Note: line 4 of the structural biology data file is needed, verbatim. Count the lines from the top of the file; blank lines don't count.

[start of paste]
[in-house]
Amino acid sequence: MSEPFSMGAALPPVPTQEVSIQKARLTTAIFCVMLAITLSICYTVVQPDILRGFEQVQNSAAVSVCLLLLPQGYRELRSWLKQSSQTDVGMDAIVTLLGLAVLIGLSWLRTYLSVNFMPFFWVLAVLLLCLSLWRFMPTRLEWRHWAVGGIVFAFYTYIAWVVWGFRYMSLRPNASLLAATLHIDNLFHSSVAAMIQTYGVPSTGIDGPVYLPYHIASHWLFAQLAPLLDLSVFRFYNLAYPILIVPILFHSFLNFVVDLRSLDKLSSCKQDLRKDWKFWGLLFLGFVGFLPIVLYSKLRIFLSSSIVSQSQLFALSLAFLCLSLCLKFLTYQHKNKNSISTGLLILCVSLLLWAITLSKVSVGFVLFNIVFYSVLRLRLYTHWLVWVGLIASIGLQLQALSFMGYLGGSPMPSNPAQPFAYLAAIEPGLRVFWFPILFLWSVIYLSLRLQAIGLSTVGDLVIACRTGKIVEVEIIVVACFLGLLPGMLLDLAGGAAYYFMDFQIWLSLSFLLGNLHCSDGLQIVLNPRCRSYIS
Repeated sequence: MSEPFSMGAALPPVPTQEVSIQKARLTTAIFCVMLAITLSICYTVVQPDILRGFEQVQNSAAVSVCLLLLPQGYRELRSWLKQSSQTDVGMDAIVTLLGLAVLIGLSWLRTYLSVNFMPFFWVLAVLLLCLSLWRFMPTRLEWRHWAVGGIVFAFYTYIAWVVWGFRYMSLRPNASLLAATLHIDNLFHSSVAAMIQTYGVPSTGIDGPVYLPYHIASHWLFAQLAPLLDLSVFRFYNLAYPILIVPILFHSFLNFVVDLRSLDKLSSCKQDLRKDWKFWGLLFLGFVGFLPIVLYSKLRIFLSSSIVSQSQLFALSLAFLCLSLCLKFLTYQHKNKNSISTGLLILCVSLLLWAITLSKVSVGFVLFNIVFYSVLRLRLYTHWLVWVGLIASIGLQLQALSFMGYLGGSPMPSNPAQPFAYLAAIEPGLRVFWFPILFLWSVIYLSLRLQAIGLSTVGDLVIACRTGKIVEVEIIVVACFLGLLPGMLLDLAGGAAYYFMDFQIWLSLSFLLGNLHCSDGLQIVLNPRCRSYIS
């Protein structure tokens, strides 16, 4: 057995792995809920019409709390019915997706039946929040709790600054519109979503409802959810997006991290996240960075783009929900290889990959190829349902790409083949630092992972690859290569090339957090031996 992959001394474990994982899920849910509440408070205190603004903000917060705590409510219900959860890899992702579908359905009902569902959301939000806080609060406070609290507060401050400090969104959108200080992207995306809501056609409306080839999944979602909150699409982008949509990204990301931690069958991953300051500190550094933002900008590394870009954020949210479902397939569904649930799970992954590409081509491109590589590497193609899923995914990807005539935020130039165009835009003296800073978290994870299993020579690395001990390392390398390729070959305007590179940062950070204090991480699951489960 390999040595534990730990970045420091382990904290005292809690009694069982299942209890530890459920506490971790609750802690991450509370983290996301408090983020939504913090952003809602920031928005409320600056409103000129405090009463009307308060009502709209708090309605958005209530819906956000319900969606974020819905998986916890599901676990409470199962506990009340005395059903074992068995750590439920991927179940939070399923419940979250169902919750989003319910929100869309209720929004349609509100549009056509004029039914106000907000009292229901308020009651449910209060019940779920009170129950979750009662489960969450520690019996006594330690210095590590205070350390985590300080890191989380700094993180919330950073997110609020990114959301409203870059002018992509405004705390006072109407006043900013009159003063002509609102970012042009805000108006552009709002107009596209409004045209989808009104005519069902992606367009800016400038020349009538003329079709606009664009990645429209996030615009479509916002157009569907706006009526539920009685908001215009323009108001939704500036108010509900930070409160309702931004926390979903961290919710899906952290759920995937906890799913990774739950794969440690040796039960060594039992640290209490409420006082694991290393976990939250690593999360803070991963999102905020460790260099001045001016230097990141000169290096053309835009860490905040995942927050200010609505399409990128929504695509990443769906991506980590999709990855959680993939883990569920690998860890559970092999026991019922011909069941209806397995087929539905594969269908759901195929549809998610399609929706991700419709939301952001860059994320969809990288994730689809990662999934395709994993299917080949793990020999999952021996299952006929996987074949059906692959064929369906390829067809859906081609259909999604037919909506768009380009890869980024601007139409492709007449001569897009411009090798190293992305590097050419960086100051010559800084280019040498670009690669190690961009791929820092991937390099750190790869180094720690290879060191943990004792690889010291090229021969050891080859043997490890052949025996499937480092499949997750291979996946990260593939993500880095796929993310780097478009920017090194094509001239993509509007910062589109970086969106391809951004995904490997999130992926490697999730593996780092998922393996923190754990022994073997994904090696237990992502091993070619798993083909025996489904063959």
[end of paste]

């Protein structure tokens, strides 16, 4: 057995792995809920019409709390019915997706039946929040709790600054519109979503409802959810997006991290996240960075783009929900290889990959190829349902790409083949630092992972690859290569090339957090031996 992959001394474990994982899920849910509440408070205190603004903000917060705590409510219900959860890899992702579908359905009902569902959301939000806080609060406070609290507060401050400090969104959108200080992207995306809501056609409306080839999944979602909150699409982008949509990204990301931690069958991953300051500190550094933002900008590394870009954020949210479902397939569904649930799970992954590409081509491109590589590497193609899923995914990807005539935020130039165009835009003296800073978290994870299993020579690395001990390392390398390729070959305007590179940062950070204090991480699951489960 390999040595534990730990970045420091382990904290005292809690009694069982299942209890530890459920506490971790609750802690991450509370983290996301408090983020939504913090952003809602920031928005409320600056409103000129405090009463009307308060009502709209708090309605958005209530819906956000319900969606974020819905998986916890599901676990409470199962506990009340005395059903074992068995750590439920991927179940939070399923419940979250169902919750989003319910929100869309209720929004349609509100549009056509004029039914106000907000009292229901308020009651449910209060019940779920009170129950979750009662489960969450520690019996006594330690210095590590205070350390985590300080890191989380700094993180919330950073997110609020990114959301409203870059002018992509405004705390006072109407006043900013009159003063002509609102970012042009805000108006552009709002107009596209409004045209989808009104005519069902992606367009800016400038020349009538003329079709606009664009990645429209996030615009479509916002157009569907706006009526539920009685908001215009323009108001939704500036108010509900930070409160309702931004926390979903961290919710899906952290759920995937906890799913990774739950794969440690040796039960060594039992640290209490409420006082694991290393976990939250690593999360803070991963999102905020460790260099001045001016230097990141000169290096053309835009860490905040995942927050200010609505399409990128929504695509990443769906991506980590999709990855959680993939883990569920690998860890559970092999026991019922011909069941209806397995087929539905594969269908759901195929549809998610399609929706991700419709939301952001860059994320969809990288994730689809990662999934395709994993299917080949793990020999999952021996299952006929996987074949059906692959064929369906390829067809859906081609259909999604037919909506768009380009890869980024601007139409492709007449001569897009411009090798190293992305590097050419960086100051010559800084280019040498670009690669190690961009791929820092991937390099750190790869180094720690290879060191943990004792690889010291090229021969050891080859043997490890052949025996499937480092499949997750291979996946990260593939993500880095796929993310780097478009920017090194094509001239993509509007910062589109970086969106391809951004995904490997999130992926490697999730593996780092998922393996923190754990022994073997994904090696237990992502091993070619798993083909025996489904063959």